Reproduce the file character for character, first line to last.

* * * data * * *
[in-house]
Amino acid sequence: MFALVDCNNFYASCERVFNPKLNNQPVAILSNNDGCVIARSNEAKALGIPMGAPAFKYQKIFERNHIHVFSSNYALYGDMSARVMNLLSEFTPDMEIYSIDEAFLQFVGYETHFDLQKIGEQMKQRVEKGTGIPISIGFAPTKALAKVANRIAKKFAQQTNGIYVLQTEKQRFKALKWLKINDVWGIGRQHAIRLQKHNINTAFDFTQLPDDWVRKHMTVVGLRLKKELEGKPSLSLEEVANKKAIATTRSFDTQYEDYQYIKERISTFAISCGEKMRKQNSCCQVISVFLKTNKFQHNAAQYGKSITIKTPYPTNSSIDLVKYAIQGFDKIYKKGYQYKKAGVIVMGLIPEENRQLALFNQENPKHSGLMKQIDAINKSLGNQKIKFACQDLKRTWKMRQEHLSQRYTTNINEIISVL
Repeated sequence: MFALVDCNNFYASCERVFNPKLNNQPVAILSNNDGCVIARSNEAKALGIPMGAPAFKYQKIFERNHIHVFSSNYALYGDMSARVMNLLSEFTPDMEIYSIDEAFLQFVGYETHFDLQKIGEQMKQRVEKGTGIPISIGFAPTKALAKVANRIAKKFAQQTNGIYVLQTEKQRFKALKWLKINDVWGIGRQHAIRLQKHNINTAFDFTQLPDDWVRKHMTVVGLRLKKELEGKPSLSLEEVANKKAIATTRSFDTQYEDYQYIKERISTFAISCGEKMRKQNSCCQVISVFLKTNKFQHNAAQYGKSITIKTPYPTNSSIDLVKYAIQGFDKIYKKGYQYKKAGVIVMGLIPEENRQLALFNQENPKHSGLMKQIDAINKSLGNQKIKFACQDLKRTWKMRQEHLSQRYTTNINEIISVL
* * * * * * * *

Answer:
[in-house]
Amino acid sequence: MFALVDCNNFYASCERVFNPKLNNQPVAILSNNDGCVIARSNEAKALGIPMGAPAFKYQKIFERNHIHVFSSNYALYGDMSARVMNLLSEFTPDMEIYSIDEAFLQFVGYETHFDLQKIGEQMKQRVEKGTGIPISIGFAPTKALAKVANRIAKKFAQQTNGIYVLQTEKQRFKALKWLKINDVWGIGRQHAIRLQKHNINTAFDFTQLPDDWVRKHMTVVGLRLKKELEGKPSLSLEEVANKKAIATTRSFDTQYEDYQYIKERISTFAISCGEKMRKQNSCCQVISVFLKTNKFQHNAAQYGKSITIKTPYPTNSSIDLVKYAIQGFDKIYKKGYQYKKAGVIVMGLIPEENRQLALFNQENPKHSGLMKQIDAINKSLGNQKIKFACQDLKRTWKMRQEHLSQRYTTNINEIISVL
Repeated sequence: MFALVDCNNFYASCERVFNPKLNNQPVAILSNNDGCVIARSNEAKALGIPMGAPAFKYQKIFERNHIHVFSSNYALYGDMSARVMNLLSEFTPDMEIYSIDEAFLQFVGYETHFDLQKIGEQMKQRVEKGTGIPISIGFAPTKALAKVANRIAKKFAQQTNGIYVLQTEKQRFKALKWLKINDVWGIGRQHAIRLQKHNINTAFDFTQLPDDWVRKHMTVVGLRLKKELEGKPSLSLEEVANKKAIATTRSFDTQYEDYQYIKERISTFAISCGEKMRKQNSCCQVISVFLKTNKFQHNAAQYGKSITIKTPYPTNSSIDLVKYAIQGFDKIYKKGYQYKKAGVIVMGLIPEENRQLALFNQENPKHSGLMKQIDAINKSLGNQKIKFACQDLKRTWKMRQEHLSQRYTTNINEIISVL